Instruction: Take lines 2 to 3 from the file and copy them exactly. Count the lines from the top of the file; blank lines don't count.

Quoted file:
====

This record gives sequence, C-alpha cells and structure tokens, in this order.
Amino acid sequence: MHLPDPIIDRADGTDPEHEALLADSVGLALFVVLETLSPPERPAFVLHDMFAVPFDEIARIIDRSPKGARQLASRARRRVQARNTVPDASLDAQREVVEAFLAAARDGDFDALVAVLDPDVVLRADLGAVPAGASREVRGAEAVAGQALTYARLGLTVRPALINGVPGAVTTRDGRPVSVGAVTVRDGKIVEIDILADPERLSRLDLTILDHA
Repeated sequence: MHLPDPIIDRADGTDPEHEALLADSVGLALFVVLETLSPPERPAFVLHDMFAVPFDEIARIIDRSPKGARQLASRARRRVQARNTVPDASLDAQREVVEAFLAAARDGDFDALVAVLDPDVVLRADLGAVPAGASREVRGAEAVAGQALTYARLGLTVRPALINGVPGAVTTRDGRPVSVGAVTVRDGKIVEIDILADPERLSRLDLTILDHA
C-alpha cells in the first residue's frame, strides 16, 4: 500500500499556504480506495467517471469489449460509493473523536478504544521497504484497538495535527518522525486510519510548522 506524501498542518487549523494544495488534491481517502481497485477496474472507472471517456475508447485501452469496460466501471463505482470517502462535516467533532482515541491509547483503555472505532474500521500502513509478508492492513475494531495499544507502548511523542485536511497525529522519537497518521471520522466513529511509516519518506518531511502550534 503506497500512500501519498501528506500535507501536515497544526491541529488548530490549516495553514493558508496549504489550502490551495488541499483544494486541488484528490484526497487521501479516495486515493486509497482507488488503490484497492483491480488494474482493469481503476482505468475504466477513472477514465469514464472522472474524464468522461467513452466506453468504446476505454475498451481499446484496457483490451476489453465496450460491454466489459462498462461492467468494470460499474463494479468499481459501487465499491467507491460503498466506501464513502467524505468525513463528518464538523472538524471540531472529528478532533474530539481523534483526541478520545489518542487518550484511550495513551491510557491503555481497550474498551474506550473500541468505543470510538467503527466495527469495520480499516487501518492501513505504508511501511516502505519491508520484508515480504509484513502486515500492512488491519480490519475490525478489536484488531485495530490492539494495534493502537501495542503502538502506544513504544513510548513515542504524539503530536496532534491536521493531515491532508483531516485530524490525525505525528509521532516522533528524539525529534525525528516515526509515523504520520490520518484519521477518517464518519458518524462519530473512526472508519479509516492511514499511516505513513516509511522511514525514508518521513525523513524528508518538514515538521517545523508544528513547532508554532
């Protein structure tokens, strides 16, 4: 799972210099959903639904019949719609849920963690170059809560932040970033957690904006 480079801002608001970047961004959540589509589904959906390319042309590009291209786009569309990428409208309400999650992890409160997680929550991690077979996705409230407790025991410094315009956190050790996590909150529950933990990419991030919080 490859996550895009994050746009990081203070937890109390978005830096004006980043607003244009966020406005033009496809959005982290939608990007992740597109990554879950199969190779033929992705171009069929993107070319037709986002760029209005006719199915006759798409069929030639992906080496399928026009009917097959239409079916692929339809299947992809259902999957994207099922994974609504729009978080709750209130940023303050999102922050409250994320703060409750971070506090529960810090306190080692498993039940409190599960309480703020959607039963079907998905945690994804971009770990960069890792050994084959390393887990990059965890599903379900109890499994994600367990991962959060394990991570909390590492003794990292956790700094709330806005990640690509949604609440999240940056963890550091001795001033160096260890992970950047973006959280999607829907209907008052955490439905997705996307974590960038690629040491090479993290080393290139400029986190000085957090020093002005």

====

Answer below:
Amino acid sequence: MHLPDPIIDRADGTDPEHEALLADSVGLALFVVLETLSPPERPAFVLHDMFAVPFDEIARIIDRSPKGARQLASRARRRVQARNTVPDASLDAQREVVEAFLAAARDGDFDALVAVLDPDVVLRADLGAVPAGASREVRGAEAVAGQALTYARLGLTVRPALINGVPGAVTTRDGRPVSVGAVTVRDGKIVEIDILADPERLSRLDLTILDHA
Repeated sequence: MHLPDPIIDRADGTDPEHEALLADSVGLALFVVLETLSPPERPAFVLHDMFAVPFDEIARIIDRSPKGARQLASRARRRVQARNTVPDASLDAQREVVEAFLAAARDGDFDALVAVLDPDVVLRADLGAVPAGASREVRGAEAVAGQALTYARLGLTVRPALINGVPGAVTTRDGRPVSVGAVTVRDGKIVEIDILADPERLSRLDLTILDHA